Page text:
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Paul Volcker, former Federal Reserve Chairman, explains why he believes the Volcker Rule has already been effective and says that regulation does not have to be overly complex.
In a rare interview, former Federal Reserve Chairman Paul Volcker tells CNBC's "Squawk Box" that his namesake rule has already changed the way Wall Street does business, despite the delays in crafting the final draft. The Volcker Rule is part of the 2010 Dodd-Frank Act.
CNBC's Kayla Tausche reports regulatory sources have told CNBC that the deadline to complete the Volcker Rule is now delayed until the end of the first quarter of 2013.
WASHINGTON, Oct 25- Two influential U.S. senators on Thursday urged regulators to resolve any differences and finish writing a controversial ban on proprietary trading known as the Volcker rule.
CHICAGO, Oct 23- Illinois has dug itself into such a huge financial hole that it may not be able to provide basic services to residents or meet employee benefit obligations, according to a national task force that is due to release a report about the state's finances.
University of Illinois economist Richard Dye says solutions to problems like the state's backlog of bills and the Medicaid squeeze will be mentioned but not recommended. Illinois was among six states examined. Pat Quinn spokesman Abdon Pallasch says the July report highlighted problems the Illinois governor has fixed or proposed solutions for.
The Systemic Risk Council, led by former Federal Deposit Insurance Corp Chairman Sheila Bair, in a letter on Thursday urged top U.S. regulators to implement so-called Basel III standards more quickly, to include a stricter limit on leverage in large banks and reduce the exposure of banks to each other.
*Volcker will compare and contrast U.S., UK regulation. LONDON, Oct 2- Paul Volcker, the former U.S. Volcker, who led the Fed under presidents Jimmy Carter and Ronald Reagan, has been at the forefront of recent regulatory attempts to reform the U.S. banking system and will compare and contrast banking practices in Britain and the United States.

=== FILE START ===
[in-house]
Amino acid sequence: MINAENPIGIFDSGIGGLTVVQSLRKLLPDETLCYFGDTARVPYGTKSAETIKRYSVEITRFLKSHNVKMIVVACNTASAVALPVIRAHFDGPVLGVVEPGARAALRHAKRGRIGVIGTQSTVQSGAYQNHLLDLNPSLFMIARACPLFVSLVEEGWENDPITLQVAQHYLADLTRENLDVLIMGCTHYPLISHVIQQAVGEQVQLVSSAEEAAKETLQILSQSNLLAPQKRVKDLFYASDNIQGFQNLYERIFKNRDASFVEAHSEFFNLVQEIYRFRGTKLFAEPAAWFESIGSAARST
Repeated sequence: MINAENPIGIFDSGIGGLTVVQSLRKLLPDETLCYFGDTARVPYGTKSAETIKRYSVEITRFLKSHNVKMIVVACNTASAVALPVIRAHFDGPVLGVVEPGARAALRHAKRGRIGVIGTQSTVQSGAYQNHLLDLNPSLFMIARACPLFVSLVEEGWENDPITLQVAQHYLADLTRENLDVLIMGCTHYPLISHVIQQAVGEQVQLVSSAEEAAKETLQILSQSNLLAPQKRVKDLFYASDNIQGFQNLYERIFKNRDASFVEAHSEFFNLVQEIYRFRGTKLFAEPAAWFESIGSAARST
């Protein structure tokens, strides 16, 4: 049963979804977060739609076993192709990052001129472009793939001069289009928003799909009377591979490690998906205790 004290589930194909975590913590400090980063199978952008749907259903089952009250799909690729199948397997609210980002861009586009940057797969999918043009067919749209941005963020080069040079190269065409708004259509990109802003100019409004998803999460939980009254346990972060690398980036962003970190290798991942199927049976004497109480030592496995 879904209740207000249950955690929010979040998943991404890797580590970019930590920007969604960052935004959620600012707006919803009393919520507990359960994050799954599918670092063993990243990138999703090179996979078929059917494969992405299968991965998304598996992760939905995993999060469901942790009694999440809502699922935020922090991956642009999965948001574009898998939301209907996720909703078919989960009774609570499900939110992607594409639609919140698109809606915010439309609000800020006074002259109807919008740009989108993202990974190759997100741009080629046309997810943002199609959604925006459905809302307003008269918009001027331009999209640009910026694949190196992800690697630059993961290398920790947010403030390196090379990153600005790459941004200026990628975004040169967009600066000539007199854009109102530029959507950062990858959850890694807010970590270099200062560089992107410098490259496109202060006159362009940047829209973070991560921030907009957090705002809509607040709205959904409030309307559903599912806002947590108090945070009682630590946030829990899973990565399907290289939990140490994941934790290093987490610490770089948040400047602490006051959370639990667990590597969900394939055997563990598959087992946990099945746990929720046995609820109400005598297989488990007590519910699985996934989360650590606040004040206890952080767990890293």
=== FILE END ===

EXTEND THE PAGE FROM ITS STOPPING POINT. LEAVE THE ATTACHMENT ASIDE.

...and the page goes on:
*Britain's FTSE 100 index is seen opening down 30 to 39 points, or as much as 0.7 percent, according to financial bookmakers. *European officials told Reuters late on Monday that Spain was ready to request a bailout for its public finances as early as next weekend, but Germany had signalled that it should hold off.
*Britain's FTSE 100 index is seen opening down 30 to 39 points, or as much as 0.7 percent, according to financial bookmakers. *The UK blue chip index closed up 1.4 percent, or 78.38 points, higher at 5,820.45 points on Monday.
Volcker, architect of the "Volcker Rule" governing so-called proprietary trading by U.S. investment banks, will appear before the commission on Oct. 17 to compare and contrast banking behaviour and practices between Britain and the United States.
tAs regulators put the finishing touches on new rules for Wall Street, they remain entangled in a partisan fight over the overhaul, the New York Times reports.
Although there’s a thin line between hedging and speculating, regulators should crack down if banks are making unusually large profits on their hedging activities, CFTC Commissioner Bart Chilton said.
Soon after lawmakers finished work on new financial regulations, JPMorgan lobbyists descended on Washington. Their goal was to obtain special breaks that would allow banks to make big bets in their portfolios. The New York Times reports.
The Volcker Rule is driving talented traders to leave large, well-known Wall Street investment banks for hedge funds, Reservoir Capital founder Daniel Stern said at the Skybridge Alternatives (aka SALT) investor summit Wednesday.
Charlie Munger, Berkshire Hathaway vice chairman, says he would like to see a stronger Volcker rule. Meanwhile Warren Buffett says that although he doesn't share the same view as strongly, banks should not have a "free hand."
Paul Volcker was Chairman of the Federal Reserve under Presidents Reagan and Carter. But his name is becoming more well-known for a part of the Dodd–Frank reform bill. It's called the Volcker rule, and CNBC explains.
Proposed regulation to prohibit proprietary trading by banks, known as Volcker Rule, could result in higher energy prices and fewer jobs, according to a new study.
When Brookings and bi-partisan support is for a delay, then the forces of nature are lining up against regulators on Volcker.
Regulators in charge of writing the Volcker Rule, which would ban banks from trading with their own money, were inundated with complaints and suggestions from the financial industry. The New York Times reports.